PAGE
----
Sunday, March 17, 2013

Minutes From Meeting 3/13/2013

East Central Iowa Beekeepers Association    


42 members attended.  New members:  Randy Crawford, Theresa Dunnington, Tyson and Gaylene Gilbert, Thad and Rachel Trier, Doug Williams 

President’s report:  Dave Irvin thanks everyone for donating old bee supply catalogs for him to at our ECIBA fair booths this year.  He has paid first installment of this year’s insurance to display at fairs.
Last summer, Dave removed several swarms but was never paid for his trouble.  His policy this year will be to collect $100 up front before removing swarms.

Membership report: ECIBA presently has 90 members (counting couples only once) on our rolls, after dropping 22 from the 2012 list.  We drop any who haven’t come to at least one meeting during the year.

Paul Gardner with the hives he has made. 
Hive raffle and dues payments:  Thanks to Paul Gardner for donating the complete hive we raffled to raise money for the club.  We sold 39 raffle tickets at $5, and the hive was won by Wilber Collins.  As of meeting’s end, 44 members had paid their $5 ECIBA dues for 2013.  To clear up some possible confusion: belonging to ECIBA does NOT automatically make you a member of Iowa Honey Producers Association.  Joining IHPA is a good idea, though.
Secretary Dave Campbell draws while Dave Irvin holds the pail.

A happy raffle winner!

 Small hive beetles: Boyd Palmer has seen many infestations of SHBs during his bee inspections in eastern Iowa.  Check out Jerry Freeman’s article on SHBs in Jan 2013 issue of Bee Culture. SHBs will slime honey frames, making them drip and ruining them.  Freeman says healthy swarms will police their SHB population, keeping them corralled in a small area so they don’t overrun the rest of the hive. If you insert too many new frames in a super, you disrupt the corrals and the SHBs get lose.  He’s noticed that dusting with powdered sugar to treat varroas also knocks down SHBs, but you have to have a sticky board or oil tray below your screened bottom board to keep them from crawling right back out.  Comment from Floyd Otdoerfer: SHBs also attack stored honey, so extract your honey right away.

Relayed from State Apiarist Andy Joseph:  Floyd talked with Andy before the meeting and heard:  
---1) package bees are in very short supply this spring.  If you don’t have your order in by now, it is probably too late.  Some beekeepers may still have nucs, though. 
---2) May-June is swarm time, so give your hives lots of expansion space (advice counter to Freeman’s, above!), and check for queen cells.  Also check drone larva for mites; get early warning about mite infestations. 
--- 3) Some folks are now training dogs to sniff for foulbrood.  Not a bad idea, though you can usually smell it, too!  
---4) There are two new products for mites, Hopguard and Apibar.  These may be more benign than earlier chemical treatments.  IHPA has persuaded Iowa EPA to allow use of these new treatments for a period of one year in order to evaluate them.

IHPA Legislative Committee Member Bob Wolff is looking for ways to get our state legislature to realize our concerns.  Example: recently the legislature removed the requirement that pesticide sprayers must notify nearby beekeepers.  (New law: just don’t spray during midday, the hours our lawmakers imagine that bees might be working.)  This change probably was in response to chemical lobbyists, but beekeepers clearly were not consulted.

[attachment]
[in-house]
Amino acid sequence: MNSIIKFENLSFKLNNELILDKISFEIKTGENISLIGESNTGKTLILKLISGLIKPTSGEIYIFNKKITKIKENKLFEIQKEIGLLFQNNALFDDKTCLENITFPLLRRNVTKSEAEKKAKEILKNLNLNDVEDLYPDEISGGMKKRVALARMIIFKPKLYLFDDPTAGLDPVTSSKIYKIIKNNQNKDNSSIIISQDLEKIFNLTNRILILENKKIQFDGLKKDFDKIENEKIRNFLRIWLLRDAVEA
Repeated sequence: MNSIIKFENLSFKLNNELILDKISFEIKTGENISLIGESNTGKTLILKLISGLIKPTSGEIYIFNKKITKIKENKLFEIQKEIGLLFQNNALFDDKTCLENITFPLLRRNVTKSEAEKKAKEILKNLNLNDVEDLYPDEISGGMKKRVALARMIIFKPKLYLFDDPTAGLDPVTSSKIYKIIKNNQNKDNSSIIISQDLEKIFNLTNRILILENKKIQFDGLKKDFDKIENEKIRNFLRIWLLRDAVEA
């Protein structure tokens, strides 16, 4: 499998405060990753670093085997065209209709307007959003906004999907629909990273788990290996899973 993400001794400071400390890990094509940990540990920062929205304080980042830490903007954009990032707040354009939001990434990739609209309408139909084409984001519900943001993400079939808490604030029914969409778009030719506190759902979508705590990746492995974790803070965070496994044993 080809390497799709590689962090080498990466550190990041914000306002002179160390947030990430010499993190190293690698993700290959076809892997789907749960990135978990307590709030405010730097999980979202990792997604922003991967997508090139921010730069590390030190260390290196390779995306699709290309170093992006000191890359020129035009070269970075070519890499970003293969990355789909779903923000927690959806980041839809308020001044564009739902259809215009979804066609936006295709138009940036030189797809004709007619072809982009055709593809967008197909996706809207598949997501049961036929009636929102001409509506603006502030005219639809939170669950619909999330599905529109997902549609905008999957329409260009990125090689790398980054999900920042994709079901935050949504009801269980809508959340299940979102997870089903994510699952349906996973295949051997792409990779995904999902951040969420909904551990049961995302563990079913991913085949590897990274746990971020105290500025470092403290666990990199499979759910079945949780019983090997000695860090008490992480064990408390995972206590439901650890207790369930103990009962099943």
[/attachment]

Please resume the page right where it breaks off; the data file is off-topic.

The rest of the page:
There are several ways we can educate our lawmakers.  First, please report to Andy Joseph any chemical kills that happen this summer.  Document them if possible (get tail numbers of spray airplanes, for example).  Samples of poisoned bees can be sent to the state lab for verification.  IDALS wants to fix the problems, but needs solid information to push for new legislation.
   By all means, register your hives this year.  Also, go to, and fill out their questionnaire.  That will help to collect and document information about bees, pollination, pesticide effects, and so on, that we can take to the legislature.
   Another path is to go to the chemical applicators directly.  Except for crop dusters with airplanes, much of the spraying that happens is done by local farm Co-ops.  Bob has a general letter to take to the Co-op that you can customize by adding your hive location and so on.  Most Co-ops are happy to help, once they have the information.  We plan to post Bob’s letter on our web page, , for you to get and use.
 Finally, it would be good for us to get organized to be able to bombard our lawmakers with letters and emails the next time they propose new anti-bee laws. To that end, I would like to share our ECIBA member list with IHPA so that IHPA can notify us if it becomes necessary.  I know, though, that some of you do not want your personal information to get out.  So how about this: suppose I give IHPA a membership list with only email addresses for those who have email, but give mailing addresses for the rest?  NOTICE: if you do not want your member listing shared with IHPA, notify me right away.  I’m happy to withhold it if you want me to, but you must let me know.  Exception:  As always, I’ll continue to refer customers to members who are listed to provide bee services like selling nucs or gear, removing swarms, etc.

==Dave Campbell, ECIBA Secretary